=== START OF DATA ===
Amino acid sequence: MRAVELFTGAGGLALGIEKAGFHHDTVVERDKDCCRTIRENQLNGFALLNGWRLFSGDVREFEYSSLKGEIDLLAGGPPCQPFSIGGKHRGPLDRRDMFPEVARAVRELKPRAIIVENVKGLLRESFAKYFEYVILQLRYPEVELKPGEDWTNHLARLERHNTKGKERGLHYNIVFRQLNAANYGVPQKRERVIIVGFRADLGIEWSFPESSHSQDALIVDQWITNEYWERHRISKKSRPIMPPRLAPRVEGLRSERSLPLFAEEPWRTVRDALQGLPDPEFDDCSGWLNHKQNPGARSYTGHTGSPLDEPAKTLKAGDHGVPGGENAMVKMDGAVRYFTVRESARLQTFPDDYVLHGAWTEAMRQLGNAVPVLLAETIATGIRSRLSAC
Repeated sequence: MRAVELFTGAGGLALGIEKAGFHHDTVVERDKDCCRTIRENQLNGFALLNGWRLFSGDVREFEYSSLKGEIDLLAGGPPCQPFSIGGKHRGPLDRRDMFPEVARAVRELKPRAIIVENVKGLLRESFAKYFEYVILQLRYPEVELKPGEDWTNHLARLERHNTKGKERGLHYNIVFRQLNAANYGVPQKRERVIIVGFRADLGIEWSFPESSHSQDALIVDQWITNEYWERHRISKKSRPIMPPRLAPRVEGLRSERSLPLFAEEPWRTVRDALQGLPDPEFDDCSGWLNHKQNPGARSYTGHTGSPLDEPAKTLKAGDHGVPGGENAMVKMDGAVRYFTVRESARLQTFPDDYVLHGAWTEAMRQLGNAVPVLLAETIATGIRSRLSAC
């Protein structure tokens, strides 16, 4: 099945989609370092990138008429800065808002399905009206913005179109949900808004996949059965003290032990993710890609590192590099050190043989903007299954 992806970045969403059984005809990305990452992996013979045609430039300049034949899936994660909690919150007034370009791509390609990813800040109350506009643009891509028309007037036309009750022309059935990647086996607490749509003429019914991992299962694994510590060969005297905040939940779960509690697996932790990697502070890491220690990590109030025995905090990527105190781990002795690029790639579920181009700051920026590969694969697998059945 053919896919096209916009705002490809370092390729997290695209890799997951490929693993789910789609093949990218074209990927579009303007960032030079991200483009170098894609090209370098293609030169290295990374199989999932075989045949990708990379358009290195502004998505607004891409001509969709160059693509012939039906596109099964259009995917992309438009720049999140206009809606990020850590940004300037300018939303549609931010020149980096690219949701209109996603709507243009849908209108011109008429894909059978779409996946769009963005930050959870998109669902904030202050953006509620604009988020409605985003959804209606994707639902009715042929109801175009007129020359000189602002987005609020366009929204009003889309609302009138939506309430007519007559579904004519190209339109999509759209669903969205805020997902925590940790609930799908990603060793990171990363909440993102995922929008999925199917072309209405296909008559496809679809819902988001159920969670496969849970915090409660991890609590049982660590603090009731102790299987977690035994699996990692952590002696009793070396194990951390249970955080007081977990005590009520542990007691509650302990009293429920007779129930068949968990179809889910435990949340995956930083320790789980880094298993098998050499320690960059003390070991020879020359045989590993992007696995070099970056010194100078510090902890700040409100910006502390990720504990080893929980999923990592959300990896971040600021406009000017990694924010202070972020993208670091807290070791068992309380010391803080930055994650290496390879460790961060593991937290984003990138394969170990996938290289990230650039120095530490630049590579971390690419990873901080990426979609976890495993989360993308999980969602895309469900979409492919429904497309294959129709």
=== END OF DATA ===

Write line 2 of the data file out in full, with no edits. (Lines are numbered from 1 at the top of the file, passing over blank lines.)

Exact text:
Repeated sequence: MRAVELFTGAGGLALGIEKAGFHHDTVVERDKDCCRTIRENQLNGFALLNGWRLFSGDVREFEYSSLKGEIDLLAGGPPCQPFSIGGKHRGPLDRRDMFPEVARAVRELKPRAIIVENVKGLLRESFAKYFEYVILQLRYPEVELKPGEDWTNHLARLERHNTKGKERGLHYNIVFRQLNAANYGVPQKRERVIIVGFRADLGIEWSFPESSHSQDALIVDQWITNEYWERHRISKKSRPIMPPRLAPRVEGLRSERSLPLFAEEPWRTVRDALQGLPDPEFDDCSGWLNHKQNPGARSYTGHTGSPLDEPAKTLKAGDHGVPGGENAMVKMDGAVRYFTVRESARLQTFPDDYVLHGAWTEAMRQLGNAVPVLLAETIATGIRSRLSAC